And she made no effort to resist him as, carried away by a rush of feeling, he could not control, he strained her, half-fainting, to his heart.

Paddy trembled violently from weakness. Her cotton blouse was wet through, and she was perished with cold and dread, for she had passed through a terrible time trying to find her way back to the others before she came across the little shelter and sank down worn out. Without quite knowing it, she clung to Lawrence for a few moments, and under the sudden reaction broke down into a few gasping sobs.

He soothed her with the utmost tenderness, and then slipped off his coat and made her put it on, buttoning it up himself. He next arranged a kind of seat for her, where she could lean back against the framework of the hut, and then set to work at once to make a fire, cursing himself inwardly that he had not had the sense to bring a flask of brandy.

Fortunately he had plenty of matches and some old letters, so that, by pulling down pieces of the shelter, he was quickly able to light a comforting fire, and busied himself keeping it going while Paddy had time to recover herself.

When she did so, however, her first impulse was to shrink away, and there was a questioning expression in her eyes as she watched him.

He noticed it at once, and sought to give her confidence by carefully keeping his face turned away from her.

“Are you warmer now?” he asked. “I’m so vexed I came away without a flask.”

“I am quite warm,” she said, and then suddenly discovered he was in his shirtsleeves, and exclaimed, “Where is your coat?”

“I got so hot climbing,” he replied unblushingly, “and then, after lighting the fire, I could not bear it on.”

She looked down at herself.

“No, no, you have given it to me,” she cried. “Oh, how could you—you will be frozen!” and she began to take it off.

“No, Paddy,” and a firm hand closed over hers; “you are not to take it off.”

“But I must,” she cried. “I can’t see you catching your death of cold. Let go, Lawrence.”

The hand only held more firmly.

“Listen to me. I have got twice the hardihood that you have, and there is not the least fear of my catching cold. You are in my care until someone comes to look for us or we are able to find our way back, and I shall not allow you to take off that coat.”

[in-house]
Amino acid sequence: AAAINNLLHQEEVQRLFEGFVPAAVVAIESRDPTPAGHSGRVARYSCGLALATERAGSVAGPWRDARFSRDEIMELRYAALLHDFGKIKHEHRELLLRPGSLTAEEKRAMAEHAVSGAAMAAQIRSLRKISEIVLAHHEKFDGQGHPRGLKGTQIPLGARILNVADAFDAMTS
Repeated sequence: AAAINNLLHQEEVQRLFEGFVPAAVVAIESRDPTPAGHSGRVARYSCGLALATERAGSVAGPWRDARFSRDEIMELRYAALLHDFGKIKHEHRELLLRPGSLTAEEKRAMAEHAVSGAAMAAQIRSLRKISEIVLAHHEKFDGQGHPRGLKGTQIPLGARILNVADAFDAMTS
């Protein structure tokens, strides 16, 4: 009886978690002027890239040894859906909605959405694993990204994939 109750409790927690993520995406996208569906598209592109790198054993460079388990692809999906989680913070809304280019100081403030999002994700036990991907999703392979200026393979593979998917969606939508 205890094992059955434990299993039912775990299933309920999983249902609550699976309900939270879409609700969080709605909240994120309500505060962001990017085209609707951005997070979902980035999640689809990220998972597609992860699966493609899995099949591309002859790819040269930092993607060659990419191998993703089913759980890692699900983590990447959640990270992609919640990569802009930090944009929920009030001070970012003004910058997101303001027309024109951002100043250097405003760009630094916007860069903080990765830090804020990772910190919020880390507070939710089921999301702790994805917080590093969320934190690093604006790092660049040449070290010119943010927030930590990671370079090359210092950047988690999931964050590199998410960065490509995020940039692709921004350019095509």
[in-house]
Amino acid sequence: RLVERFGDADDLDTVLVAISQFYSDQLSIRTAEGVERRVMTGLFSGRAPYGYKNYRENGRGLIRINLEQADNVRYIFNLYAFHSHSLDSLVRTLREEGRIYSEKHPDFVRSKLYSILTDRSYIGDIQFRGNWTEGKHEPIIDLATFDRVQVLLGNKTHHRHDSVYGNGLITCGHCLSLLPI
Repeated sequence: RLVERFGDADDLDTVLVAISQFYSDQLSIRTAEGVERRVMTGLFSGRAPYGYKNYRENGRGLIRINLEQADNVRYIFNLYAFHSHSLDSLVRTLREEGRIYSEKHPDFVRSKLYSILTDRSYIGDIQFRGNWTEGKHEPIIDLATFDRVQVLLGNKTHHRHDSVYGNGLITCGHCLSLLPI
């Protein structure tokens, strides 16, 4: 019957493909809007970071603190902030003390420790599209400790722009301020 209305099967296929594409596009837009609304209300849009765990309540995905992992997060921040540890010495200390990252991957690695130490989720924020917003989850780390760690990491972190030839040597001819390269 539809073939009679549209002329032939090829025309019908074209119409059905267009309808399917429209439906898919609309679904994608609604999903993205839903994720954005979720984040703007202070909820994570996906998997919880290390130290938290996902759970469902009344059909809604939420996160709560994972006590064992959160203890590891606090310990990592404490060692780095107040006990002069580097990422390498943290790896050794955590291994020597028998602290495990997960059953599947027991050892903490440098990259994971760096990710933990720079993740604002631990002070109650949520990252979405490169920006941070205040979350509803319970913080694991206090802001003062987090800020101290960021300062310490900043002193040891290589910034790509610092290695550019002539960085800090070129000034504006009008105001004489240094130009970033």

He smiled, and in the firelight his thin face was very winning.

“If you are obstinate, I shall just sit beside you and hold it on.”

Paddy buried her face in her hands and became suddenly silent.

Lawrence stood and looked at her bent head in the firelight, and a yearning expression that made his face more attractive than ever stole over his features. He longed to fold her in his arms once more and cheer and soothe her, but, even if it were possible, he had no longer the excuse of a sudden uncontrollable rush of feeling. So, instead, he folded his arms very tightly, bit his teeth together, and, moving to the further side of the fire, stood leaning against the wall. At least there was no harm in looking at her, as long as his gaze did not embarrass her. He would play fair—a great many undesirable things he might be, but he would never have dreamed of taking any advantage of such a circumstance as this which threw them alone together in peril on the mountain. He would only look when he knew she was unaware of it. He was glad that she elected to sit thus, with her face buried on her arms. At least it made it possible for him to gaze and gaze. He forgot that he was getting chilled to the bone from the damp in spite of the fire. Why should he remember so slight a thing as that?—why, until it was necessary, remember anything but that they two were alone together, shut off from all the world, in the little hut on the mountain. And, sweetest thought of all, for the time being she was in his care, dependent on him for warmth and safety, perhaps for life itself? So he stood silently on the far side of the hut, tending the fire when it needed it, and watching, with his soul in his eyes, how the little flames shone on her beautiful hair. He was afraid to think of the moment when he had first found her and she had half-clung to him. It unmanned him. If he let his mind dwell on it, he might forget that under no circumstances must he take advantage of their position. He wondered if she had heard what he said in those first moments, and if that was why she so persistently kept her face hidden? It occurred to him that he had never really known before how beautiful her hair was. The damp had only made it wave and curl more luxuriantly, and when a specially bright flame shot up, it shone like burnished copper. He felt a sudden longing to touch it—to run his fingers through it, and let the little stray tendrils curl round them. It required all his strength to stay patiently there on the other side of the hut.

After a time he stepped across to her.

“You must be getting cramped,” he said. “Let me try and make you more comfortable.”

She let him help her to her feet, and afterward try to find a new position. While doing so, he paused a moment and seemed to be hesitating. Then he bent toward her and said very quietly:

“If you would lean on me, Paddy, I could keep you so warm and comfortable.”

He waited for her to speak.

“I would rather not,” she answered, in a low, strained voice, and he said no more about it.

Presently, however, when she seemed to be settled as comfortably as circumstances would permit, he asked: “Would you rather I left you, and tried to get down the mountain to fetch help?”

She caught her breath with a queer little gulp, and he leaned lower to catch her answer.

“I don’t want to bother you, Paddy, and I’m not afraid. I will go and try, if you would rather.”

Still there was no answer. Paddy was wrestling between a wish for him to stay and a feeling that, to be true to herself, she ought to tell him to go.